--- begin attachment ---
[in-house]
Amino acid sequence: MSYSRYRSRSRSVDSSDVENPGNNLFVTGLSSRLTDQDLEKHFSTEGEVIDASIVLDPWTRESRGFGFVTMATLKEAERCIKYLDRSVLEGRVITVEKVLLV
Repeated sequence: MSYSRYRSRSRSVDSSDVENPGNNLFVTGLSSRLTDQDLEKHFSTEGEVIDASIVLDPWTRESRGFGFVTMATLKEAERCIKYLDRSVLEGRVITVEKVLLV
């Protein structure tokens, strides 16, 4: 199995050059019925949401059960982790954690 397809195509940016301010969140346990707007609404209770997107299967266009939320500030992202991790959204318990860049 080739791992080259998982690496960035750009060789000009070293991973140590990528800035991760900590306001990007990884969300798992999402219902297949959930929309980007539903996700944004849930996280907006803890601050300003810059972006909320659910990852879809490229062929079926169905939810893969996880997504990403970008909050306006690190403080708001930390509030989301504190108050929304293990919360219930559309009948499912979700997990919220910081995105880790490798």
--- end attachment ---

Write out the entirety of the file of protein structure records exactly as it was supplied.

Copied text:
[in-house]
Amino acid sequence: MSYSRYRSRSRSVDSSDVENPGNNLFVTGLSSRLTDQDLEKHFSTEGEVIDASIVLDPWTRESRGFGFVTMATLKEAERCIKYLDRSVLEGRVITVEKVLLV
Repeated sequence: MSYSRYRSRSRSVDSSDVENPGNNLFVTGLSSRLTDQDLEKHFSTEGEVIDASIVLDPWTRESRGFGFVTMATLKEAERCIKYLDRSVLEGRVITVEKVLLV
């Protein structure tokens, strides 16, 4: 199995050059019925949401059960982790954690 397809195509940016301010969140346990707007609404209770997107299967266009939320500030992202991790959204318990860049 080739791992080259998982690496960035750009060789000009070293991973140590990528800035991760900590306001990007990884969300798992999402219902297949959930929309980007539903996700944004849930996280907006803890601050300003810059972006909320659910990852879809490229062929079926169905939810893969996880997504990403970008909050306006690190403080708001930390509030989301504190108050929304293990919360219930559309009948499912979700997990919220910081995105880790490798």